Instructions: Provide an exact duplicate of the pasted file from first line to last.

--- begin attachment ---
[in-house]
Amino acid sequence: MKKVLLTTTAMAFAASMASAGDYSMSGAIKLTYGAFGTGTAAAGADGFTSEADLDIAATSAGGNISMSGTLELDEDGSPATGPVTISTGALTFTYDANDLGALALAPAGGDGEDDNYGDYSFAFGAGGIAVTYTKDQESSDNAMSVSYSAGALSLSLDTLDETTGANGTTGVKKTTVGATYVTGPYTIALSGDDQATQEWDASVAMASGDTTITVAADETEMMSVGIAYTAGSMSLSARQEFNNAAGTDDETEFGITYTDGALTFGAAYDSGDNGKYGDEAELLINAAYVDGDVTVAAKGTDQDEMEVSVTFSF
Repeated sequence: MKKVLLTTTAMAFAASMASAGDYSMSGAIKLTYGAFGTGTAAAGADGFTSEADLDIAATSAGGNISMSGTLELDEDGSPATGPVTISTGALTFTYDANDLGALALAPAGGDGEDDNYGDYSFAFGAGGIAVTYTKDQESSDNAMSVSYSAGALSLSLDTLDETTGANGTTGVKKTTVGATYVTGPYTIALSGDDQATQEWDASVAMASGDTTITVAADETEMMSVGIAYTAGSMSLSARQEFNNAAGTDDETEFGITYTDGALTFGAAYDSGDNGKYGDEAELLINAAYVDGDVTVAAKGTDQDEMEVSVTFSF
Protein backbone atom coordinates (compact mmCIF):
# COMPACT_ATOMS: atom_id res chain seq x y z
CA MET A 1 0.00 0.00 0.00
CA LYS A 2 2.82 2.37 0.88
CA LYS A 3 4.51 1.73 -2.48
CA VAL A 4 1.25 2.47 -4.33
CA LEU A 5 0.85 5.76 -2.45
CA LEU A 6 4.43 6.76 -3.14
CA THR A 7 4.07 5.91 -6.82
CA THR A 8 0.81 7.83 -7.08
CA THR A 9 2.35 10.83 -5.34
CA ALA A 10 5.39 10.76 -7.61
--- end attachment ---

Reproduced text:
[in-house]
Amino acid sequence: MKKVLLTTTAMAFAASMASAGDYSMSGAIKLTYGAFGTGTAAAGADGFTSEADLDIAATSAGGNISMSGTLELDEDGSPATGPVTISTGALTFTYDANDLGALALAPAGGDGEDDNYGDYSFAFGAGGIAVTYTKDQESSDNAMSVSYSAGALSLSLDTLDETTGANGTTGVKKTTVGATYVTGPYTIALSGDDQATQEWDASVAMASGDTTITVAADETEMMSVGIAYTAGSMSLSARQEFNNAAGTDDETEFGITYTDGALTFGAAYDSGDNGKYGDEAELLINAAYVDGDVTVAAKGTDQDEMEVSVTFSF
Repeated sequence: MKKVLLTTTAMAFAASMASAGDYSMSGAIKLTYGAFGTGTAAAGADGFTSEADLDIAATSAGGNISMSGTLELDEDGSPATGPVTISTGALTFTYDANDLGALALAPAGGDGEDDNYGDYSFAFGAGGIAVTYTKDQESSDNAMSVSYSAGALSLSLDTLDETTGANGTTGVKKTTVGATYVTGPYTIALSGDDQATQEWDASVAMASGDTTITVAADETEMMSVGIAYTAGSMSLSARQEFNNAAGTDDETEFGITYTDGALTFGAAYDSGDNGKYGDEAELLINAAYVDGDVTVAAKGTDQDEMEVSVTFSF
Protein backbone atom coordinates (compact mmCIF):
# COMPACT_ATOMS: atom_id res chain seq x y z
CA MET A 1 0.00 0.00 0.00
CA LYS A 2 2.82 2.37 0.88
CA LYS A 3 4.51 1.73 -2.48
CA VAL A 4 1.25 2.47 -4.33
CA LEU A 5 0.85 5.76 -2.45
CA LEU A 6 4.43 6.76 -3.14
CA THR A 7 4.07 5.91 -6.82
CA THR A 8 0.81 7.83 -7.08
CA THR A 9 2.35 10.83 -5.34
CA ALA A 10 5.39 10.76 -7.61